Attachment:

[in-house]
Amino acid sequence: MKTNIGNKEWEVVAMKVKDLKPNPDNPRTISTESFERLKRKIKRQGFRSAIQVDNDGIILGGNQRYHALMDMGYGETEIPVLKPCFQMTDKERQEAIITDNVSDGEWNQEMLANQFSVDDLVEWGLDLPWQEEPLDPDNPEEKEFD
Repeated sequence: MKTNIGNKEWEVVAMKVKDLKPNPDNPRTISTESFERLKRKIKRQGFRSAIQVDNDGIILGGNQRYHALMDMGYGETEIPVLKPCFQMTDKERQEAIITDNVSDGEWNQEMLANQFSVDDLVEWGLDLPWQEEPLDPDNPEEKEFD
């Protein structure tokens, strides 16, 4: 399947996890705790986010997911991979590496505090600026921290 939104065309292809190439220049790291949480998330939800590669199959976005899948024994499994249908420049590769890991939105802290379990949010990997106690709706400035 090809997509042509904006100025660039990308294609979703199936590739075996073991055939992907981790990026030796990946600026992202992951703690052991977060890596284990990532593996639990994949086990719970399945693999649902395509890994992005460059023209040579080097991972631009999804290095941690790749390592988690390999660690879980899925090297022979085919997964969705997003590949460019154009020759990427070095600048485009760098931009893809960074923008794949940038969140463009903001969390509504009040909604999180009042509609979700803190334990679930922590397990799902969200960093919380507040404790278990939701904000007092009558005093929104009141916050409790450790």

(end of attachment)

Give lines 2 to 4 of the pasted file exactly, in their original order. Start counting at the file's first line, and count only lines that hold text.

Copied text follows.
Amino acid sequence: MKTNIGNKEWEVVAMKVKDLKPNPDNPRTISTESFERLKRKIKRQGFRSAIQVDNDGIILGGNQRYHALMDMGYGETEIPVLKPCFQMTDKERQEAIITDNVSDGEWNQEMLANQFSVDDLVEWGLDLPWQEEPLDPDNPEEKEFD
Repeated sequence: MKTNIGNKEWEVVAMKVKDLKPNPDNPRTISTESFERLKRKIKRQGFRSAIQVDNDGIILGGNQRYHALMDMGYGETEIPVLKPCFQMTDKERQEAIITDNVSDGEWNQEMLANQFSVDDLVEWGLDLPWQEEPLDPDNPEEKEFD
């Protein structure tokens, strides 16, 4: 399947996890705790986010997911991979590496505090600026921290 939104065309292809190439220049790291949480998330939800590669199959976005899948024994499994249908420049590769890991939105802290379990949010990997106690709706400035 090809997509042509904006100025660039990308294609979703199936590739075996073991055939992907981790990026030796990946600026992202992951703690052991977060890596284990990532593996639990994949086990719970399945693999649902395509890994992005460059023209040579080097991972631009999804290095941690790749390592988690390999660690879980899925090297022979085919997964969705997003590949460019154009020759990427070095600048485009760098931009893809960074923008794949940038969140463009903001969390509504009040909604999180009042509609979700803190334990679930922590397990799902969200960093919380507040404790278990939701904000007092009558005093929104009141916050409790450790």